A new report from the Treasury Inspector General for Tax Administration shows that less than one-half of eligible taxpayers are taking advantage of the farm income averaging provision. This allows farmers to elect to compute their tax liabilities by averaging, over the prior three years, all or a portion of their taxable income from farming. The provision is designed to smooth out the economic disparities that farmers experience from year to year.
Congress estimated that this provision would provide about $50 million of tax relief to farmers in Tax Year 2001, according to the report. For that year, about 52,000 taxpayers used the provision, but that's less than one-half the number of taxpayers who could have benefited from it. The report estimates that well over 64,000 taxpayers overpaid their taxes by not taking advantage of the provision. These taxpayers overpaid their 2001 individual income tax by more than $33 million. The vast majority of their tax returns - 89% - were prepared by paid tax preparers. Many other taxpayers, not studied in the report, likely overpaid their
taxes as well.
Sen. Chuck Grassley, Senate Finance Chairman and Iowa Republican, says he's concerned that tens of thousands of farmers aren't taking advantage of the income averaging provision. Grassley also repeated his concern that the IRS stopped an education program that would have helped farmers learn about this benefit.
Grassley said he believes a lot of the under-information came from the IRS' termination of several agricultural tax teaching programs traditionally coordinated with agricultural universities. Grassley wrote to the Treasury Department in May 2003 to express concern about this. He received a noncommittal response.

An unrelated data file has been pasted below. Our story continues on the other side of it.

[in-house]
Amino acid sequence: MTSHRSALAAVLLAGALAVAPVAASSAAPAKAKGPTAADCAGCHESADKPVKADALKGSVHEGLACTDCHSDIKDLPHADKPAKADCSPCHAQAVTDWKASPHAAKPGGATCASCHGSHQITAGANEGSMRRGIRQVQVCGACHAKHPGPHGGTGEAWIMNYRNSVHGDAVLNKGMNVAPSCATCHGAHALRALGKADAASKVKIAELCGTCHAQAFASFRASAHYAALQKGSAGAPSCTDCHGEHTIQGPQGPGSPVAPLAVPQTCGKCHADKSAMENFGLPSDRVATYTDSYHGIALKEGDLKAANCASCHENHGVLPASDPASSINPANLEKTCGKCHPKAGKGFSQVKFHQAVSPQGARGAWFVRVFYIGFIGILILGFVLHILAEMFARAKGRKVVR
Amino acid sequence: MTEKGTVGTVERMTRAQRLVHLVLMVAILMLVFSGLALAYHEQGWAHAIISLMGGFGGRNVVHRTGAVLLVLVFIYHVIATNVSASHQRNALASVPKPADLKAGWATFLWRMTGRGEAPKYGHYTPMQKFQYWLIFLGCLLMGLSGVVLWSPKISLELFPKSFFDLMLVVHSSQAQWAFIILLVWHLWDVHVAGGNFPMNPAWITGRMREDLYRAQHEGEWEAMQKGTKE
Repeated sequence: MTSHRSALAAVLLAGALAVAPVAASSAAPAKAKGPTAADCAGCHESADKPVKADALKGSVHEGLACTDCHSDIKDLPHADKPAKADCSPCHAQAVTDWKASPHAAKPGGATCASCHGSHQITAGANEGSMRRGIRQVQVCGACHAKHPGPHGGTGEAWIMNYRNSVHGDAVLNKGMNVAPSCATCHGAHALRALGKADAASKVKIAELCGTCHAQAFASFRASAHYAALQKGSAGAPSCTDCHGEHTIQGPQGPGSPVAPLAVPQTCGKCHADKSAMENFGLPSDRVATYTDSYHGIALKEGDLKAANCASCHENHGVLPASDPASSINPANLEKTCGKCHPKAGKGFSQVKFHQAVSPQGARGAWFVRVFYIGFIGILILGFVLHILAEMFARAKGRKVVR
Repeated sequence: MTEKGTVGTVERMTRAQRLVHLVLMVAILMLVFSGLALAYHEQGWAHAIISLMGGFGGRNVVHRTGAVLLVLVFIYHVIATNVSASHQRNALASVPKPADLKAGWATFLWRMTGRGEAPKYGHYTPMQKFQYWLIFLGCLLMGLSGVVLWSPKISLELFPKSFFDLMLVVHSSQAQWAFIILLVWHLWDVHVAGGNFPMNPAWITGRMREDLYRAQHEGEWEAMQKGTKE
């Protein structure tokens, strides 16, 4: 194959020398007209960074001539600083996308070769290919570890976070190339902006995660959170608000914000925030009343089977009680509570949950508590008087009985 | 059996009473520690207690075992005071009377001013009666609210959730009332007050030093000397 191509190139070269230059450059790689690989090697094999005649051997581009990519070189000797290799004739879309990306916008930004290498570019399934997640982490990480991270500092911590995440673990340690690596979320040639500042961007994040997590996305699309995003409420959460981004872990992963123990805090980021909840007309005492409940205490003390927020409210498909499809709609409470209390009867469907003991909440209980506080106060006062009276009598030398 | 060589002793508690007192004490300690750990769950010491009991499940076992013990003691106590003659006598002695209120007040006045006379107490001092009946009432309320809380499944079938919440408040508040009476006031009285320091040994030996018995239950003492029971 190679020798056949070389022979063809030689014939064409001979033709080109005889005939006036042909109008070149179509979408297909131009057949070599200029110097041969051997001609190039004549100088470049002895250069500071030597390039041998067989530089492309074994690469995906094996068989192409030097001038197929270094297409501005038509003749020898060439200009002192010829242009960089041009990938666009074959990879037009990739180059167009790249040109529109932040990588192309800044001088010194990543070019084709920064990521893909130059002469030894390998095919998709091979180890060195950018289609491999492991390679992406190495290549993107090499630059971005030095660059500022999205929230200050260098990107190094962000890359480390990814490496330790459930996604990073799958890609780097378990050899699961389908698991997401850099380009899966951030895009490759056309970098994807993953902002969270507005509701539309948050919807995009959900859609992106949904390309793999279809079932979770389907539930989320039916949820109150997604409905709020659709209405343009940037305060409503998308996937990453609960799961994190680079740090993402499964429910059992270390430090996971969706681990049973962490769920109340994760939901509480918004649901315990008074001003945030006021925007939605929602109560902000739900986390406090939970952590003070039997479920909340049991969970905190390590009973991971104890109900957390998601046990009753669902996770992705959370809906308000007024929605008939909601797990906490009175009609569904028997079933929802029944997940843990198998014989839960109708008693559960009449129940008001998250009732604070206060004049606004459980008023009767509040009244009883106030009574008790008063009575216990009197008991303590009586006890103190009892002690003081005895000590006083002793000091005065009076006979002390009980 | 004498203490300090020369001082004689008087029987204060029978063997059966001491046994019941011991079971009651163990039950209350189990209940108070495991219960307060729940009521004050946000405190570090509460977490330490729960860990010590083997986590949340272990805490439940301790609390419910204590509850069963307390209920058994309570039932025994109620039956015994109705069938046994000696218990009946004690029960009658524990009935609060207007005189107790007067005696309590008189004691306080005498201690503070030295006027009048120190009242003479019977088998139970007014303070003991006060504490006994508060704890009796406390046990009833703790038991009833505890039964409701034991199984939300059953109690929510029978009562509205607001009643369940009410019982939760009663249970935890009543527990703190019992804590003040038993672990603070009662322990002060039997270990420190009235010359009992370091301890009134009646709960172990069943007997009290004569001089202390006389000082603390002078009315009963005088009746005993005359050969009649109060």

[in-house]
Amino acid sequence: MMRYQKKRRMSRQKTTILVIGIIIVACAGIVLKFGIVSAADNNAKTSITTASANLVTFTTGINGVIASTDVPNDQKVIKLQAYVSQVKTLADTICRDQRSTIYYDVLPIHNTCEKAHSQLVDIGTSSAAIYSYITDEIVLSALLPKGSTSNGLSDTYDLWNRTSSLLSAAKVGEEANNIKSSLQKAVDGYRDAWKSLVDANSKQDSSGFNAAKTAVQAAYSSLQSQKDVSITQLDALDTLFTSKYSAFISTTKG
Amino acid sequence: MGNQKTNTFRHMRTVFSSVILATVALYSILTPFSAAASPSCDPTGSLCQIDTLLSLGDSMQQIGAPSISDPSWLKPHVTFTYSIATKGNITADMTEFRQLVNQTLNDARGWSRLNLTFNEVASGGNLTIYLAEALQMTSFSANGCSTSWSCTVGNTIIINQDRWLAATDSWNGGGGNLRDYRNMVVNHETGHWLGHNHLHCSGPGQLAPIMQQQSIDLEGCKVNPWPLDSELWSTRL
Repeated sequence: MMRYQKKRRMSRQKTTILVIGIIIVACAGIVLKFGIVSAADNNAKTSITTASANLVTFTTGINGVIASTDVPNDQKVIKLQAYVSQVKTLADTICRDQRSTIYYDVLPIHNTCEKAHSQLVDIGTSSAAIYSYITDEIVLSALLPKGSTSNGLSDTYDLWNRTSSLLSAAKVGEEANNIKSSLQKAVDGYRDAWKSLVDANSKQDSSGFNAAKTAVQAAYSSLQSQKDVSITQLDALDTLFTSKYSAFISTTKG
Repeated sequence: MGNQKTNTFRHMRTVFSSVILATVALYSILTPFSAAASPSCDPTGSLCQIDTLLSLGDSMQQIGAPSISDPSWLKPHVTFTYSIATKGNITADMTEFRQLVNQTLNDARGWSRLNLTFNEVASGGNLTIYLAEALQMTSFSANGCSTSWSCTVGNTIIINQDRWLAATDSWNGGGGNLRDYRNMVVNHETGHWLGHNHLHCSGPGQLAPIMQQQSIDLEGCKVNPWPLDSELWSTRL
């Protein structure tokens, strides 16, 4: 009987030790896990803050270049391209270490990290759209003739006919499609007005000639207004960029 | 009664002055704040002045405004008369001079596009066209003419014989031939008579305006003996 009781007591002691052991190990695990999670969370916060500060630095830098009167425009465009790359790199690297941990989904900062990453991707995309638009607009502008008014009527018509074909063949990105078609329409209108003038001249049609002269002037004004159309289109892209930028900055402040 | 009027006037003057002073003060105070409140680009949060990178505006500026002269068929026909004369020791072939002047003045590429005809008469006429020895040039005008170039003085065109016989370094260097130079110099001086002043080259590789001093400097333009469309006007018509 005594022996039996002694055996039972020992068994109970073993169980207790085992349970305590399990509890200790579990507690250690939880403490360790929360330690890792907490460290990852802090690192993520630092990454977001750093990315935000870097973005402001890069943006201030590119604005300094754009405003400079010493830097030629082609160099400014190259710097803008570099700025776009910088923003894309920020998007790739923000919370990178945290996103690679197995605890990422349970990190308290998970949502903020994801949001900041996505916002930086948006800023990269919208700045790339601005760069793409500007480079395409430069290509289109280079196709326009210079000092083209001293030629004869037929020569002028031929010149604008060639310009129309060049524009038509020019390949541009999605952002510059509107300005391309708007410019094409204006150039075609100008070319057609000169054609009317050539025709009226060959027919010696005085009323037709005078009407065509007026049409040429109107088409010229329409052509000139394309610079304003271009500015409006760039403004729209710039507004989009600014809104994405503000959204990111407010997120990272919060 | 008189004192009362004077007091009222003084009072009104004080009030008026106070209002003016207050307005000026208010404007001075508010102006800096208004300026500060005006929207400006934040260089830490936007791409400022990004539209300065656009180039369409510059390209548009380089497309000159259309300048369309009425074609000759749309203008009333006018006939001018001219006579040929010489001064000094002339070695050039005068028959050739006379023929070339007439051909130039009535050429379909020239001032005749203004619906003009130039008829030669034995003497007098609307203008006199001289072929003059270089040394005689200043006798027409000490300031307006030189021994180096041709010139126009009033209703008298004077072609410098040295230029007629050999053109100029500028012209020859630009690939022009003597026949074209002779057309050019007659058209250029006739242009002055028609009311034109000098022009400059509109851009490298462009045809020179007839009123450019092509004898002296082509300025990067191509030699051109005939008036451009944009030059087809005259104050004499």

He is urging farmers to see whether they are eligible for income averaging. Also, he says he expects paid tax preparers to know the code to help benefit farmers. He adds that the IRS should issue a notice regarding amending these returns. "Many of these farmers should be able to amend their tax return to receive the benefit Congress intended by the income averaging provision. Family farms are struggling, and every penny helps to keep the crops in the field," Grassley says.
The senator is the sponsor of legislation to reform the Alternative Minimum Tax, which was designed to ensure high-income taxpayers pay their fair share but is hitting more and more middle-income taxpayers. The bill would make farmers subject to the tax only to the extent they would owe the tax had averaging not been elected. Grassley included this provision in his pending Tax Empowerment and Relief for Farmers and Fishermen (TERFF) Act (S. 665) and hopes to advance it as part of a small business and farmer tax relief package this year. The TERFF Act has 22 bipartisan co-sponsors.
View the report, "Most Taxpayers That Could Benefit from the Farm Income Averaging Provision Are Not Using It," online.